Are these the same sort of people who refuse to obey social-distancing rules? Because there is a clear common denominator here — that being total disregard for society as a whole.
Who the hell do they think is going to pick this up and transport it to where they should have carried it in the first place?
Then my mind wandered to the latex gloves I’d seen the day before on the supermarket parking lot. Now, who is going to have to pick that up? The answer is obvious — an essentially worker who isn’t getting paid anywhere near enough.
I was fuming and my state of Zen much disrupted. I needed to think more calming pleasant thoughts.
I came by a lovely brook and settled down.
Running water soothes me always.
It’s a big part of why I love fly-fishing so much. I wonder are there any brook trout in that stream right now.
I forgot all about that mattress madness. They are named brook trout for a reason I guess. I just finished reading “Squaretail,” a fantastic book by Bob Mallard about brook trout, albeit mostly in the United States, but brook trout are brook trout wherever they swim.
In some places brook trout spend their entire lives in running water 365 days a year. I’m not sure about here at home in Newfoundland. Convention wisdom in this neck of the woods places our native trout in ponds and lakes during the winter and streams in summer.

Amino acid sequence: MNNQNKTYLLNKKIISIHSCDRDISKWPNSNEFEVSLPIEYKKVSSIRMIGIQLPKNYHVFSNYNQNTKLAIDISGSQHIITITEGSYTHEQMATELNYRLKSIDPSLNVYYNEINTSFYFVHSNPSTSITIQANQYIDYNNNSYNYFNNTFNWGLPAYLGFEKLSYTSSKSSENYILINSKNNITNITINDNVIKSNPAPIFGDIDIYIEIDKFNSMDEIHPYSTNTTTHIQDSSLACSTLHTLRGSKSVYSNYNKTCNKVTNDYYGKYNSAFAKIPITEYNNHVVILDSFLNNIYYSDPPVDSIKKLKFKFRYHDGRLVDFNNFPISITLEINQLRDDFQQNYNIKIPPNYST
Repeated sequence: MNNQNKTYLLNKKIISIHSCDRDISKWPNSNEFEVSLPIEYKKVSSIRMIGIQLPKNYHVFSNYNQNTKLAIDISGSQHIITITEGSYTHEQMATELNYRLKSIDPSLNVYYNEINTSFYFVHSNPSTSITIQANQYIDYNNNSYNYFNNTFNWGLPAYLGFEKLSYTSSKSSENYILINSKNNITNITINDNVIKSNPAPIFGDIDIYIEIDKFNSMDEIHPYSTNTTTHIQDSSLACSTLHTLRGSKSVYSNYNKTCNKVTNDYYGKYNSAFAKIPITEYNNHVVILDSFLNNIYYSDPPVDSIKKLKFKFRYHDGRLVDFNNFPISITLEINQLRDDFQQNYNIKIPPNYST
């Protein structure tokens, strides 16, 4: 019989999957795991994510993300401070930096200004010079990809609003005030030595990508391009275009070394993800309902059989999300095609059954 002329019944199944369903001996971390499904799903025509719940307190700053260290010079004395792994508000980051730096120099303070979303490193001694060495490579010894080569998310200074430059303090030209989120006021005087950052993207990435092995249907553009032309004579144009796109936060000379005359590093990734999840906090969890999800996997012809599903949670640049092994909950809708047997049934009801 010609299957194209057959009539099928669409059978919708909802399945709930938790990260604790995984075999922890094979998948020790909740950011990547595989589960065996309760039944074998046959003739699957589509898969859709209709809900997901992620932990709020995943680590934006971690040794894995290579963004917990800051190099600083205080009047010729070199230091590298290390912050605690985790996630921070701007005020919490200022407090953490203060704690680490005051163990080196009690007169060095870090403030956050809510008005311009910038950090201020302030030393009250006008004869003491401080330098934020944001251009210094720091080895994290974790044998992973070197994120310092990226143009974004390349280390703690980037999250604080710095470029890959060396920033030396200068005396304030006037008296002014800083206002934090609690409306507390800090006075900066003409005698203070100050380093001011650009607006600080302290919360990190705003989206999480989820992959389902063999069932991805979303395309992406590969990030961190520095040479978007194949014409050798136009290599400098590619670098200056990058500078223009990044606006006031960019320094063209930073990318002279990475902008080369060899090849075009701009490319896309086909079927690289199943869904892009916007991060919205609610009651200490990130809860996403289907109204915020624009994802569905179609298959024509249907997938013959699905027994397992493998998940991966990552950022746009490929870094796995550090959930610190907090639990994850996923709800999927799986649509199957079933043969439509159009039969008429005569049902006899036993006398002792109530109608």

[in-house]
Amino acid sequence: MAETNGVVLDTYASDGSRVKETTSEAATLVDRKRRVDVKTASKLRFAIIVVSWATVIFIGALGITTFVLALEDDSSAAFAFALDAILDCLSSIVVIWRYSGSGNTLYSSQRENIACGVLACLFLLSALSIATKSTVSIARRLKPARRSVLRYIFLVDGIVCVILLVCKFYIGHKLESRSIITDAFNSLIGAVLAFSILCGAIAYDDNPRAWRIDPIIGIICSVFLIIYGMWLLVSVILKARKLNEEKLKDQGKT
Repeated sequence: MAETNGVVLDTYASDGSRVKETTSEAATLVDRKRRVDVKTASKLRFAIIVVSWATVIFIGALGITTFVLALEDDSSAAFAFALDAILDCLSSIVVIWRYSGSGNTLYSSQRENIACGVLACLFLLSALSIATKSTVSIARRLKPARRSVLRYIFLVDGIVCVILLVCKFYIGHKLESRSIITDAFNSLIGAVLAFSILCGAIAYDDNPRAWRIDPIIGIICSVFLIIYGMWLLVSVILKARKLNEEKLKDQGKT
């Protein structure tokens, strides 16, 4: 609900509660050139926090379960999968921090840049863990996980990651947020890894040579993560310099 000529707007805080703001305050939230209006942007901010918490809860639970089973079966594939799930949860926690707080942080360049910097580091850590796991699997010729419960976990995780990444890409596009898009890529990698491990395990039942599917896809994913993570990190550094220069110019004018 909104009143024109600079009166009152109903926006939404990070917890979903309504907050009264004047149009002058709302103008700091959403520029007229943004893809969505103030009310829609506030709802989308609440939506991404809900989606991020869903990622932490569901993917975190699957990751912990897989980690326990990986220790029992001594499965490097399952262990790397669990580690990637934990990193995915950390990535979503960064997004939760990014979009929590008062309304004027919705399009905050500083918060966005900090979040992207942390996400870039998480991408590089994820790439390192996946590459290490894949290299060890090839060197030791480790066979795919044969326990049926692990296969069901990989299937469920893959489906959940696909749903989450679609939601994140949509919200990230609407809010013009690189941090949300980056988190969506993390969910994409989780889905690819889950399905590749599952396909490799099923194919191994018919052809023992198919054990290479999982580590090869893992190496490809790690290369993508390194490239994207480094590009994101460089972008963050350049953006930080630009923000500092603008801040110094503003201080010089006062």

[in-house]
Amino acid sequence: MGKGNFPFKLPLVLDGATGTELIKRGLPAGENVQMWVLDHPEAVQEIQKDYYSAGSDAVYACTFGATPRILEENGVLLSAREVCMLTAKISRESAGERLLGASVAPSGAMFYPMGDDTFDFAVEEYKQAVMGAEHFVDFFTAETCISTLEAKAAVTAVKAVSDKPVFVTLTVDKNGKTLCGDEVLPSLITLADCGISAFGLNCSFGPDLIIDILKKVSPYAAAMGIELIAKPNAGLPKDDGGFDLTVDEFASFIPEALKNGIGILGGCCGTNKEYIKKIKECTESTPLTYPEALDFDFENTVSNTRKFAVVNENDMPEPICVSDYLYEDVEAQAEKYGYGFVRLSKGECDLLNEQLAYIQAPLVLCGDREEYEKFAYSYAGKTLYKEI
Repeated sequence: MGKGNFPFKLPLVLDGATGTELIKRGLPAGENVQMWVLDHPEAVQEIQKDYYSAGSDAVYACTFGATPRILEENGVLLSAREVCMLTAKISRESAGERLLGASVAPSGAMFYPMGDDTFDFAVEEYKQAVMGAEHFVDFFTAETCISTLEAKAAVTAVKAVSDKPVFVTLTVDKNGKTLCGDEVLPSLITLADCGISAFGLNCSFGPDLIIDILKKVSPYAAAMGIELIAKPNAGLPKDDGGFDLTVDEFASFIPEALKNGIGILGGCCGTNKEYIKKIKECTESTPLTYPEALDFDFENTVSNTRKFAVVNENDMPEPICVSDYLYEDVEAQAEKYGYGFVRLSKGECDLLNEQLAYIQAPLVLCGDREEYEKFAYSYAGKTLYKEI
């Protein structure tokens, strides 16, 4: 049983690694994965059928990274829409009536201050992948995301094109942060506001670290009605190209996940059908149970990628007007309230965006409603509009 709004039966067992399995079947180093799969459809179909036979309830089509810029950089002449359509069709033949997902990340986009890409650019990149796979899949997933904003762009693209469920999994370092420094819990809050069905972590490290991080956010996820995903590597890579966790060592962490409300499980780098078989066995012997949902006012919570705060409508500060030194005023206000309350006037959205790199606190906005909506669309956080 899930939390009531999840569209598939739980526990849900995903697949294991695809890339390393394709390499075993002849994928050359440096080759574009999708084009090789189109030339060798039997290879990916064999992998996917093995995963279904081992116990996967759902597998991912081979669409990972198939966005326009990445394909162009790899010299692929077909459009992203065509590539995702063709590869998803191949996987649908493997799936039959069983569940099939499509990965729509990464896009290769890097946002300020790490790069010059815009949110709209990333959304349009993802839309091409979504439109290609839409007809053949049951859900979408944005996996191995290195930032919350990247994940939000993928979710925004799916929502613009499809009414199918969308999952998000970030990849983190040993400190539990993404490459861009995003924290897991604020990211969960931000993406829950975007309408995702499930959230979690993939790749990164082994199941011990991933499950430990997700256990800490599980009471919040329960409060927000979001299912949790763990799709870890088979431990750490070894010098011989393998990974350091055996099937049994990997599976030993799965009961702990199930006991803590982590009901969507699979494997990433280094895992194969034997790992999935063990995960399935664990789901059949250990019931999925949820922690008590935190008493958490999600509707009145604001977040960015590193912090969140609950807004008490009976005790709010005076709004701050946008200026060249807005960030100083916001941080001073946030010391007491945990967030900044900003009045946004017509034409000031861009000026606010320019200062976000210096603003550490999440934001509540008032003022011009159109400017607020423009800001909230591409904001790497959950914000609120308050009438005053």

You know what? I don’t really know for sure but I’m going to find out if that is true. I’m getting out my nymph rod and I’m going to drift some bead-heads through those riffles. I’ll let you know. I’m doing a lot of trout fishing this spring.
Finally I reach my turnaround about three miles from home with my fishing plans all figured out.
That’s a dandy stand of juniper trees by the side of the road here. I put the cardboard coffee container perched on a snow bank out of my mind. I’d had enough of those thoughts.
Remember I told you about my new wood furnace? Well, I got to thinking about firewood. Eastern larch or juniper, as we call it locally, is the absolute best firewood. I like it more than spruce of even birch.
It’s grand stuff for overnight fires. I thought back to a full load of big knotty Juniper that I cut with my cousin Gordon Smith back in the winter of 1984.
Ten pickup loads we cut in all, and hauled it out with my 200-cc Yamaha Trike. Gordon sliced his leg one day with my Jonsered-590. Gordon is dead now and I miss him.
As the miles went by my mind wandered back even further.
During the late summer of 1979 I was collecting timber to build a 20-foot fishing boat. I needed a crooked piece for a stem as well as a giant knee for a sternpost. I also required quite a few clear knotless six-foot juniper sections to mill into ribs for steam bending.
Juniper is heavy, and if you have cut firewood you know this very well. With a smile I paced along picturing the younger and tougher me lugging those massive larch sections to my waiting Ford truck under the hot August sun. I wandered all over the woods searching for the clearest of juniper.
I lugged once massive stick nearly a mile with my Pioneer 1074 swinging in my free hand. I thought of a familiar Bob Seger song. Over forty year have gone now, not just twenty.
I arrived home reassured that I need to build another boat. Such are the meandering streams of thought when you have time to think.
Stay tuned for some book reviews. I’ve also had time to read.
Paul Smith, a native of Spaniard’s Bay, fishes and wanders the outdoors at every opportunity. He can be contacted at firstname.lastname@example.org or follow him on twitter at @flyfishtherock